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Texas Gov. Rick Perry joined the Family Research Council’s “Stand with Scouts Sunday” over the weekend and had some strong words for proposed changes that would allow for the first time open homosexuality in the Boy Scouts of America: “Not on my watch.”
Perry is an Eagle Scout and author of the 2008 book “On My Honor: Why the American Values of the Boy Scouts Are Worth Fighting For.”
In a February speech to a group of Scouts in Texas, Perry, a Republican presidential candidate last year, urged the organization to not change its policy and to follow its “historic position of keeping the Scouts strongly supportive of the values that make scouting this very important and impactful organization.”
On Sunday’s webcast, Perry reaffirmed that statement: “Scouting has for over a century now been the real bedrock of values and traditions and developer of men. … Their values and principles have worked for a century now, and for pop culture to come in and try to tear that up because it just happens to be the flavor of the month, so to speak, and to tear apart one of the great organizations that has served millions of young men, helped them to become men and to become great fathers – that is just not appropriate.
“Frankly,” Perry continued, “I hope the American people will stand up and say, ‘Not on my watch.'”
The “Stand with Scouts Sunday” event was designed to urge Americans to “preserve Scouting as its founders envisioned it – as a resource for young men to develop in morally, mentally and physically healthy ways, free to be boys and teens without the invasion of cultural controversies.”
The “cultural controversy” currently stirring the Scouts – a national but private organization consisting of individual units, over 70 percent of which are chartered to faith-based organizations and churches – is whether or not to accept a resolution allowing openly homosexual boys in the troops.
The approximately 1,400 rank-and-file Scout leaders who form the BSA’s National Council will vote on the resolution at the organization’s national conference in Grapevine, Texas, May 22-23.
The resolution, a revision of a plan issued in January, seeks to forge a compromise by allowing open homosexuality by boys but not adult leaders. A previous proposal would have allowed local troops to decide whether to accept openly homosexual members and leaders.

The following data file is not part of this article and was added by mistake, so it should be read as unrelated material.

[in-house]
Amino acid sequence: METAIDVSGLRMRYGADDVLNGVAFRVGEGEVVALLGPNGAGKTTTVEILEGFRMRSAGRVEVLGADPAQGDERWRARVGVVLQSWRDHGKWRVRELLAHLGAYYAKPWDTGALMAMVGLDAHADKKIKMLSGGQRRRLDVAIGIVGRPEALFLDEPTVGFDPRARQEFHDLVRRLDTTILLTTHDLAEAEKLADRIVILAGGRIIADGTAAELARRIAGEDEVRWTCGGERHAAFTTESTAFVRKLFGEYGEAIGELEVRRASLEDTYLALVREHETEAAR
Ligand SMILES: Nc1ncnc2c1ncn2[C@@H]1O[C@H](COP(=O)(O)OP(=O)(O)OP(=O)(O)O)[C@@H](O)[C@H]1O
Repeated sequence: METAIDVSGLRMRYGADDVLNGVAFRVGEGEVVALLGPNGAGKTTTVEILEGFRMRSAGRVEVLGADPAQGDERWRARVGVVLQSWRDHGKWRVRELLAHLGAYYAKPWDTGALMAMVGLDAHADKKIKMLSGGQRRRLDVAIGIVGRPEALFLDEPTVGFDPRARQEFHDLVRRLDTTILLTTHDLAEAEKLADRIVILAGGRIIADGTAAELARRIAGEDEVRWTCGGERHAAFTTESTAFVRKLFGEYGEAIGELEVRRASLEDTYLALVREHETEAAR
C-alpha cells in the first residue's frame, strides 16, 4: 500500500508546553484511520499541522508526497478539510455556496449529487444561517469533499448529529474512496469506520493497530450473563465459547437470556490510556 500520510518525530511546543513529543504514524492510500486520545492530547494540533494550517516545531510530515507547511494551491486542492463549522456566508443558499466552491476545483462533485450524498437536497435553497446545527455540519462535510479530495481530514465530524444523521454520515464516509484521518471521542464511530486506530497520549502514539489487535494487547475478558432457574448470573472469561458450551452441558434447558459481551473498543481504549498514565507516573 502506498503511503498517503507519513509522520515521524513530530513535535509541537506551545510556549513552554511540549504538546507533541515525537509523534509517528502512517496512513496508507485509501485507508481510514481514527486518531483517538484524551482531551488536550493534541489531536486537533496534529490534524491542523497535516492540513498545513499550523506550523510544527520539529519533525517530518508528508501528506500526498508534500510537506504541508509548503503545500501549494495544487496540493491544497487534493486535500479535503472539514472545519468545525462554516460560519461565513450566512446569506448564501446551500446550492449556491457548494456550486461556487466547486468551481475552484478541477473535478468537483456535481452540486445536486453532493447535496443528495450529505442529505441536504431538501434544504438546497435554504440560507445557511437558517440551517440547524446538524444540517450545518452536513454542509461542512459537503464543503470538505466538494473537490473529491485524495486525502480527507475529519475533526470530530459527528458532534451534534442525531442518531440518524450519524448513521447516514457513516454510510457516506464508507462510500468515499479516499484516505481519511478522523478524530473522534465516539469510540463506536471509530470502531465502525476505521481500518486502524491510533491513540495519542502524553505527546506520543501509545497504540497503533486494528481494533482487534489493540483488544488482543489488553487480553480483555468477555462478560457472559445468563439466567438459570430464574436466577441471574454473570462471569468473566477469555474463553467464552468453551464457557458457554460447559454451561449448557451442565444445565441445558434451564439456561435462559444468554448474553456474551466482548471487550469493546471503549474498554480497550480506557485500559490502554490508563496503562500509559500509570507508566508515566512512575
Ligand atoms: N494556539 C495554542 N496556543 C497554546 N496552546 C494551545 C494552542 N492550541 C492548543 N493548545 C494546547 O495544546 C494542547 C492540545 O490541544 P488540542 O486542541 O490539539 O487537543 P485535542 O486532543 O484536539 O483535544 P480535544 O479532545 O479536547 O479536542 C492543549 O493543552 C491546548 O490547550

Family Research Council President Tony Perkins has said the outcome of the upcoming vote “will affect the very future of Scouting, as a shift in the policy would undermine the very principles held by the BSA for over a century.”
As WND reported, John Stemberger’s OnMyHonor.net has charged that the proposed resolution is “logically incoherent and morally and ethically inconsistent.”
“Opening the Boy Scouts to boys who openly proclaim being sexually attracted to other boys and/or openly identify themselves as ‘gay’ will inevitably create an increase of boy-on-boy sexual contact,” said Stemberger in an open letter to the Scout leaders who will vote later this month.
Stemberger asserts a change in policy would “gut a major percentage of human capital in the BSA and utterly devastate the program financially, socially and legally.”
He said internal estimates by the BSA project an estimated $44 million of lost annual revenue if the policy is changed.
He points to BSA’s own “Voice of the Scout” surveys that indicate tens of thousands, if not hundreds of thousands, of parents, Scoutmasters and Scouts will leave the program if the proposal is adopted.
Perry echoed Stemberger’s sentiments on Sunday, stating, “If we change and become more like pop culture, young men will be not as well served, America will not be as well served and Boy Scouts will start on a decline that I don’t think will serve this country well as we go into the future.”
Video of Perry’s interview with Perkins as part of “Stand with Scouts Sunday” can be seen below:
A member of the National Council who plans to vote on the policy previously told WND a decision to change the policy will prompt many at all levels of the organization to quit.
The BSA's own official "Voice of the Scout" survey, he points out, shows respondents support the current policy by a supermajority of 61 percent to 34 percent.
The Scouts count more than 2.7 million members and more than 1 million volunteers.
Policy affirmed last year
Last July, after a thorough two-year study, an 11-member committee of professional scout executives and adult volunteers unanimously concluded the policy should be maintained.
The BSA executive committee announced that while not all board members "may personally agree with this policy, and may choose a different direction for their own organizations, BSA leadership agrees this is the best policy for the organization and supports it for the BSA."
In 2000, the U.S. Supreme Court affirmed the right of the Scout organization to exclude homosexuals, because the behavior violated the core values of the private organization.
The BSA's new policy proposal, as WND reported, coincides with a sudden drop in major corporate funding that began last summer after a "gay"-rights blogger for the Huffington Post published a collaborative report that named the donors and chastised them for violating their own policy of not discriminating on the basis of sexual orientation.